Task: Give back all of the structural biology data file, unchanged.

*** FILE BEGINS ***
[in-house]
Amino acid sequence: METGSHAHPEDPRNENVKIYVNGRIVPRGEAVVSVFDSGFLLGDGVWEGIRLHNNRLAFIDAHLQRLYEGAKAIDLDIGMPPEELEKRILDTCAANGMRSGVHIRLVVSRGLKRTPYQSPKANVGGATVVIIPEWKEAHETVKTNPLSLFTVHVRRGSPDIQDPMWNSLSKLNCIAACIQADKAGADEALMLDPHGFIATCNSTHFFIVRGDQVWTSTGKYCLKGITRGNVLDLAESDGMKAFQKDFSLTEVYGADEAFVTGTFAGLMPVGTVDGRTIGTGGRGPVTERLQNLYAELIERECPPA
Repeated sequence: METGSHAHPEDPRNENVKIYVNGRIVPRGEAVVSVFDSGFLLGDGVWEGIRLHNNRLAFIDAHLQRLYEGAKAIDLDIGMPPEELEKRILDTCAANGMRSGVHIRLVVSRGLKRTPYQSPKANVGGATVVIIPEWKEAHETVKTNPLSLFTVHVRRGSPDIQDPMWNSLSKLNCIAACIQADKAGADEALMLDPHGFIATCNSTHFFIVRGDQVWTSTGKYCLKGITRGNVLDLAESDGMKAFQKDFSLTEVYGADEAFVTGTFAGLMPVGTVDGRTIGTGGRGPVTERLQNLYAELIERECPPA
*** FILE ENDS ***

[in-house]
Amino acid sequence: METGSHAHPEDPRNENVKIYVNGRIVPRGEAVVSVFDSGFLLGDGVWEGIRLHNNRLAFIDAHLQRLYEGAKAIDLDIGMPPEELEKRILDTCAANGMRSGVHIRLVVSRGLKRTPYQSPKANVGGATVVIIPEWKEAHETVKTNPLSLFTVHVRRGSPDIQDPMWNSLSKLNCIAACIQADKAGADEALMLDPHGFIATCNSTHFFIVRGDQVWTSTGKYCLKGITRGNVLDLAESDGMKAFQKDFSLTEVYGADEAFVTGTFAGLMPVGTVDGRTIGTGGRGPVTERLQNLYAELIERECPPA
Repeated sequence: METGSHAHPEDPRNENVKIYVNGRIVPRGEAVVSVFDSGFLLGDGVWEGIRLHNNRLAFIDAHLQRLYEGAKAIDLDIGMPPEELEKRILDTCAANGMRSGVHIRLVVSRGLKRTPYQSPKANVGGATVVIIPEWKEAHETVKTNPLSLFTVHVRRGSPDIQDPMWNSLSKLNCIAACIQADKAGADEALMLDPHGFIATCNSTHFFIVRGDQVWTSTGKYCLKGITRGNVLDLAESDGMKAFQKDFSLTEVYGADEAFVTGTFAGLMPVGTVDGRTIGTGGRGPVTERLQNLYAELIERECPPA